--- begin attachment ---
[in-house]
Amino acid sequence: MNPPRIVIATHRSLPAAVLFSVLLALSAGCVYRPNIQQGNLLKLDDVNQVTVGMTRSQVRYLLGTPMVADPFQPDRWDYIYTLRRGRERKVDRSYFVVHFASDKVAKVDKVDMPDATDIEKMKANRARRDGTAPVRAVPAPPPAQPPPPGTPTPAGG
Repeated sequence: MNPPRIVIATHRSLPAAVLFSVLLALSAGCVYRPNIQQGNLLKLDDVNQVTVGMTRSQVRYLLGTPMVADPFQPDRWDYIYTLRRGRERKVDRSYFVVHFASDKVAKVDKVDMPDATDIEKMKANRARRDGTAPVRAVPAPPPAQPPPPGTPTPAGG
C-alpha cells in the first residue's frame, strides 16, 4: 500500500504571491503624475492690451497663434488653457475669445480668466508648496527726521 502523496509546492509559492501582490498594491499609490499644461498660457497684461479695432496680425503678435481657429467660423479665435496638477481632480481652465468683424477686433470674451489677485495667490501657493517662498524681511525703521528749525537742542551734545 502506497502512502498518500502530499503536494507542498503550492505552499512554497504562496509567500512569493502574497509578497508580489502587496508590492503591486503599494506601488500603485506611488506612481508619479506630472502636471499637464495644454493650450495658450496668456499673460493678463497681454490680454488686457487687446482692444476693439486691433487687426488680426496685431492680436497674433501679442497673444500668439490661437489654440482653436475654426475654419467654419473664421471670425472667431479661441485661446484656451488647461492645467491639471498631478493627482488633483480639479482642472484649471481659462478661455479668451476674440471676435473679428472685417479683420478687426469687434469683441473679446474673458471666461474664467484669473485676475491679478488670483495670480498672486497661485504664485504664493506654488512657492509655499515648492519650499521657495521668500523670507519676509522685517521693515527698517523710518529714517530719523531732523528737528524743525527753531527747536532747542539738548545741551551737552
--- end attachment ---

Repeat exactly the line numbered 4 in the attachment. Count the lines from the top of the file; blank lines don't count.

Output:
C-alpha cells in the first residue's frame, strides 16, 4: 500500500504571491503624475492690451497663434488653457475669445480668466508648496527726521 502523496509546492509559492501582490498594491499609490499644461498660457497684461479695432496680425503678435481657429467660423479665435496638477481632480481652465468683424477686433470674451489677485495667490501657493517662498524681511525703521528749525537742542551734545 502506497502512502498518500502530499503536494507542498503550492505552499512554497504562496509567500512569493502574497509578497508580489502587496508590492503591486503599494506601488500603485506611488506612481508619479506630472502636471499637464495644454493650450495658450496668456499673460493678463497681454490680454488686457487687446482692444476693439486691433487687426488680426496685431492680436497674433501679442497673444500668439490661437489654440482653436475654426475654419467654419473664421471670425472667431479661441485661446484656451488647461492645467491639471498631478493627482488633483480639479482642472484649471481659462478661455479668451476674440471676435473679428472685417479683420478687426469687434469683441473679446474673458471666461474664467484669473485676475491679478488670483495670480498672486497661485504664485504664493506654488512657492509655499515648492519650499521657495521668500523670507519676509522685517521693515527698517523710518529714517530719523531732523528737528524743525527753531527747536532747542539738548545741551551737552